There is also what he calls “writing genius,” which includes the ability to understand one’s audience. This isn’t the same as aiming to please.
He once gave my brother Paul some counterintuitive public speaking advice: “Never tell them what they want to hear.” Paul, who was deciding whether to study for the priesthood when my father said that, suspects that this was Dad’s way of telling him how to be a good priest.
Of course, Dad lived by this counsel, joking even before he was on the Supreme Court that the “endearing quality of saying the right thing at the wrong time is the secret of my popularity.”
My father’s approach wasn’t contrarianism for its own sake. The point was to challenge listeners out of complacency, to inspire them not by affirming what they knew to be true, but by provoking them into reconsidering their preconceptions. It was the public-speaking equivalent of the Socratic method, which he applied as a law professor.
Dad’s speeches also provided a chance for him to perform.
My father was a ham. In his high school’s production of “Macbeth” his senior year, he played the title role. As an undergraduate at Georgetown, he was president of the student theater group.
Along with his friend Justice Ruth Bader Ginsburg, in 1994 and again in 2009 he appeared as an extra in the Washington National Opera’s performance of Richard Strauss’s “Ariadne auf Naxos.” He sang and played the piano at parties and was one of the best story and joke tellers I’ve ever heard.
Giving speeches catered to those strengths and loves in a way that opinions never did. The charm and gregariousness that drew so many people—including ideological adversaries—to him are prominent throughout this collection.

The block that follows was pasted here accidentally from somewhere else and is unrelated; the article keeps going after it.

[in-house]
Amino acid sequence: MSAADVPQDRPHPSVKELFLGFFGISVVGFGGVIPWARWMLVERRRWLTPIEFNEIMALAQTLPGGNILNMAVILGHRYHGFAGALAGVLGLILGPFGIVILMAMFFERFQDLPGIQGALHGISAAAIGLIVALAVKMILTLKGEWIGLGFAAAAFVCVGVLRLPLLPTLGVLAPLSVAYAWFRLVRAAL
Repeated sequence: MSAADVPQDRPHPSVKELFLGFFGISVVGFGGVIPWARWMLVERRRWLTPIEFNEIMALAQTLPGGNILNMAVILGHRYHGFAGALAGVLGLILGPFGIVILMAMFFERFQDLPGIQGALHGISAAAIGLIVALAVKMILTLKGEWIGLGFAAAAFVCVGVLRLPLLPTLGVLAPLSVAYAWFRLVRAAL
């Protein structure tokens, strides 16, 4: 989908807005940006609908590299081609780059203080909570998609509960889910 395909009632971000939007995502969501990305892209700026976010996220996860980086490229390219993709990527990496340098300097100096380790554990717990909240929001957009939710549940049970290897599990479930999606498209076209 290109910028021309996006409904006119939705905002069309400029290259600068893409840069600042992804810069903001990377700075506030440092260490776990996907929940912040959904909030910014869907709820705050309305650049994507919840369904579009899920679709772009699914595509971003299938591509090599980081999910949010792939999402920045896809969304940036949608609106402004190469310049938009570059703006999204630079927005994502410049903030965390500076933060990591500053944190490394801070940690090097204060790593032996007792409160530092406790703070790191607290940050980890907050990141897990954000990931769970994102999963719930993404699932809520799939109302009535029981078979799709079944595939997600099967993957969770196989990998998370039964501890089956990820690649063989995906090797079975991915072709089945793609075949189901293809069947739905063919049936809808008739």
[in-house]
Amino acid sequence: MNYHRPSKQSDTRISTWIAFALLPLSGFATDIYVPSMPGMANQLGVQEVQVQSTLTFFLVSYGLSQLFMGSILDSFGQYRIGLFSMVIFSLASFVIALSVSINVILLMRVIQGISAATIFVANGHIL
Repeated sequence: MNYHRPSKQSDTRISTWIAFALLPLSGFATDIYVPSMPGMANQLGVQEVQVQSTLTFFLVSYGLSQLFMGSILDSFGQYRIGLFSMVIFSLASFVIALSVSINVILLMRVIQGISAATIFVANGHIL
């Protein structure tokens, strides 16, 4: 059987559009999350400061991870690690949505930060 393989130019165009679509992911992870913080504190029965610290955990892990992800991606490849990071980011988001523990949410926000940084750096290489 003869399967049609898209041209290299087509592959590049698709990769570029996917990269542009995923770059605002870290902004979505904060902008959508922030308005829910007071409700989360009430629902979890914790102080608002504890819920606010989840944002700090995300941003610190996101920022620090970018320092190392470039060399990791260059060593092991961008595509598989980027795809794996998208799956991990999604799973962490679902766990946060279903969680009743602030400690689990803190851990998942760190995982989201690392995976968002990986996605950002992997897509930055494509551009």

Several months before my father died, I dropped by my parents’ house to borrow something. He was in the basement, watching an old western.
“Sit down,” he said from his recliner. “Join me for a cigar.”
It was a tempting offer, but I couldn’t. Besides, there would be other opportunities—I had just moved back to the D.C. area and would see him often.
“Take a cigar with you,” he said. I did.
Although reading through these speeches doesn’t quite make up for that missed opportunity to spend more time with him in what turned out to be his final months of life, it did make me hear his voice again in all its warmth, wisdom, and humor.
This adapted excerpt was taken with permission from “Scalia Speaks: Reflections on Law, Faith, and Life Well Lived” (Crown Forum, 2017). The book is a definitive collection of beloved Supreme Court Justice Antonin Scalia’s finest speeches, and covers topics as varied as the law, faith, virtue, pastimes, and his heroes and friends. Featuring a foreword by longtime friend Justice Ruth Bader Ginsburg and an intimate introduction by his youngest son, this volume includes dozens of speeches, some deeply personal, that have never before been published. Christopher J. Scalia and the justice’s former law clerk Edward Whelan selected the speeches.
Source material can be found at this site.